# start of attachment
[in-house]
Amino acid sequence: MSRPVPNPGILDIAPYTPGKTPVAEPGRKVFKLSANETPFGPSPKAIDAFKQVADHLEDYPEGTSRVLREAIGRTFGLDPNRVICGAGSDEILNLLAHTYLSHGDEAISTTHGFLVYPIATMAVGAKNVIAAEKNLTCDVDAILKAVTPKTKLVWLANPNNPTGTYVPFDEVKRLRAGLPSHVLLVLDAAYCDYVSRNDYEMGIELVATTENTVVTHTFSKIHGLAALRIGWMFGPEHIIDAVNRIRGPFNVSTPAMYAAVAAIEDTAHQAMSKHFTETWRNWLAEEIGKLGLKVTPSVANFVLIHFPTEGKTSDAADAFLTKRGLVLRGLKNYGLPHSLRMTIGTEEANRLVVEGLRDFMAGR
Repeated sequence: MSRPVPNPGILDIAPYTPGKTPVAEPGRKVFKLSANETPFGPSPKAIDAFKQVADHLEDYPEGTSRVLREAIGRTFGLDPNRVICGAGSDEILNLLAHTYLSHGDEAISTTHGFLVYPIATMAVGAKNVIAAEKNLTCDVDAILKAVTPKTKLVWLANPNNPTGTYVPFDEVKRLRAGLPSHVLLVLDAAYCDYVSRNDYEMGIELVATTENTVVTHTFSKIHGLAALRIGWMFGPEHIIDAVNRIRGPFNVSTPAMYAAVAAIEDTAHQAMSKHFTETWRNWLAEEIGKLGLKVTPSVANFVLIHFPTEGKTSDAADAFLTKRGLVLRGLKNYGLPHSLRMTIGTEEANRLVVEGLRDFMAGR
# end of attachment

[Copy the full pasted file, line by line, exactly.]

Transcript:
[in-house]
Amino acid sequence: MSRPVPNPGILDIAPYTPGKTPVAEPGRKVFKLSANETPFGPSPKAIDAFKQVADHLEDYPEGTSRVLREAIGRTFGLDPNRVICGAGSDEILNLLAHTYLSHGDEAISTTHGFLVYPIATMAVGAKNVIAAEKNLTCDVDAILKAVTPKTKLVWLANPNNPTGTYVPFDEVKRLRAGLPSHVLLVLDAAYCDYVSRNDYEMGIELVATTENTVVTHTFSKIHGLAALRIGWMFGPEHIIDAVNRIRGPFNVSTPAMYAAVAAIEDTAHQAMSKHFTETWRNWLAEEIGKLGLKVTPSVANFVLIHFPTEGKTSDAADAFLTKRGLVLRGLKNYGLPHSLRMTIGTEEANRLVVEGLRDFMAGR
Repeated sequence: MSRPVPNPGILDIAPYTPGKTPVAEPGRKVFKLSANETPFGPSPKAIDAFKQVADHLEDYPEGTSRVLREAIGRTFGLDPNRVICGAGSDEILNLLAHTYLSHGDEAISTTHGFLVYPIATMAVGAKNVIAAEKNLTCDVDAILKAVTPKTKLVWLANPNNPTGTYVPFDEVKRLRAGLPSHVLLVLDAAYCDYVSRNDYEMGIELVATTENTVVTHTFSKIHGLAALRIGWMFGPEHIIDAVNRIRGPFNVSTPAMYAAVAAIEDTAHQAMSKHFTETWRNWLAEEIGKLGLKVTPSVANFVLIHFPTEGKTSDAADAFLTKRGLVLRGLKNYGLPHSLRMTIGTEEANRLVVEGLRDFMAGR